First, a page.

UK medical tribunal finds psychiatrist Malcolm Darley guilty of misconduct; convicted of soliciting a prostitute

June 9, 2010

A psychiatrist has been sacked in disgrace after he was caught kerb-crawling [driving slowly along the curb seeking sex from prostitutes or other women].

Malcolm Darley, who described his life as that of a 'gregarious and sociable bachelor', was arrested by plain-clothed officers patrolling a red light zone after they saw him disappear into an alleyway with a prostitute.

But when they brought him back to the station, he gave his name as 'Malcolm Darling' and invented a date of birth exactly one year later than his real one.

His lie was quickly exposed, however, and he was later convicted of soliciting a prostitute and obstructing police and fined £300.

Yet Dr Darley's public shame as a result of his indiscretion was still not complete - he was placed under investigation at a mental health unit where he worked for failing to inform his employers.

Today, as he was found guilty of misconduct by the General Medical Council over the embarrassing saga which it said showed a 'pattern of dishonesty', it was revealed that he had now been sacked.

The consultant psychiatrist, who specialised in treating personality disorders at Wavertree mental health unit in Liverpool, had driven his Volvo 65 miles from his home in Southport to Stoke-on-Trent, the disciplinary hearing was told.

There he was watched by undercover officers cruising through the city's red light zone, slowing down when he came across a prostitute.

But while he was chatting with her, the officers walked over, Andrew Coleman, counsel for the GMC, told the hearing in Manchester.

'She recognised the officers and walked away. It seems the doctor did as well, and walked away. But both of them were stopped in a nearby alleyway.'

Dr Darley said he was 'just out for some fresh air' after going for dinner with friends, claiming he had pulled over to use his mobile phone and had no idea he was in the red light district.

He said the prostitute had approached him 'asking if he wanted business'.

Back at the station the doctor was recorded on CCTV spelling out his surname as 'Darling', also shifting his date of birth forward by exactly a year.

However, checks established his real identity, and when challenged he claimed 'it must have been a mistake'.

Dr Darley refused to answer further questions and was later convicted of soliciting and obstruction at Stoke-on-Trent magistrates' court over the incident in April 2008.

But while he informed his employer, Mersey Care NHS Trust, of his arrest, he did not disclose that he had also been charged with using false details.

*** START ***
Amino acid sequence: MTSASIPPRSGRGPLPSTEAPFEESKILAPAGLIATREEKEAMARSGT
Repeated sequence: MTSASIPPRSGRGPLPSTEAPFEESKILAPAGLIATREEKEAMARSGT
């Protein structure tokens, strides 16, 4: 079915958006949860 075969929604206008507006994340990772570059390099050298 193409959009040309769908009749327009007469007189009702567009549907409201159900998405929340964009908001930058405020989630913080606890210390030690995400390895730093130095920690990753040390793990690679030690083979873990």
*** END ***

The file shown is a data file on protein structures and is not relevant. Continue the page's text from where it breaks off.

Challenged later, he blamed an 'oversight', saying he was embarrassed and may have forgotten to put the information in.

He said after the incident he had been 'deeply embarrassed to face people or even speak on the phone'.

After internal disciplinary proceedings were launched, Darley claimed the officer 'had misheard' his name.

Later, however, he admitted to bosses that he was aware that the details he had given to officers were incorrect and admitted he could have corrected them.

Today the doctor was found guilty of misconduct charges following a three-day tribunal at the GMC. He could now face being struck off.

Panel chairman Andrew Reid told Darley he had shown 'repeated dishonesty' quite apart from having broken the law.

'It was apparent to this panel that you remain reluctant to confront the reality of your convictions and the behaviour which led to them,' he added.

'Your behaviour has brought the profession into disrepute and represents a serious failure to uphold proper standards of conduct and behaviour.'

Dr Darley had been suspended a year before the kerb-crawling incident after being arrested when 71 indecent images of children were found on his home computer.

Wraps of amphetamine and cocaine were also found in a sock drawer.

However he was acquitted of possessing the images last year following a trial where he claimed someone else could have accessed his computer in his 'open household'.

'I was a single man in a large house, I was very sociable, very gregarious,' he told the court. 'I was very open, probably too open.'

The drugs charges were dropped.

The doctor, who now lives in Carnforth, Lancashire, was sacked in January last year and has not worked in medicine since.

Source: James Tozer, "Psychiatrist sacked after being caught kerb-crawling... and then giving police false name," Daily Mail, June 9, 2010.


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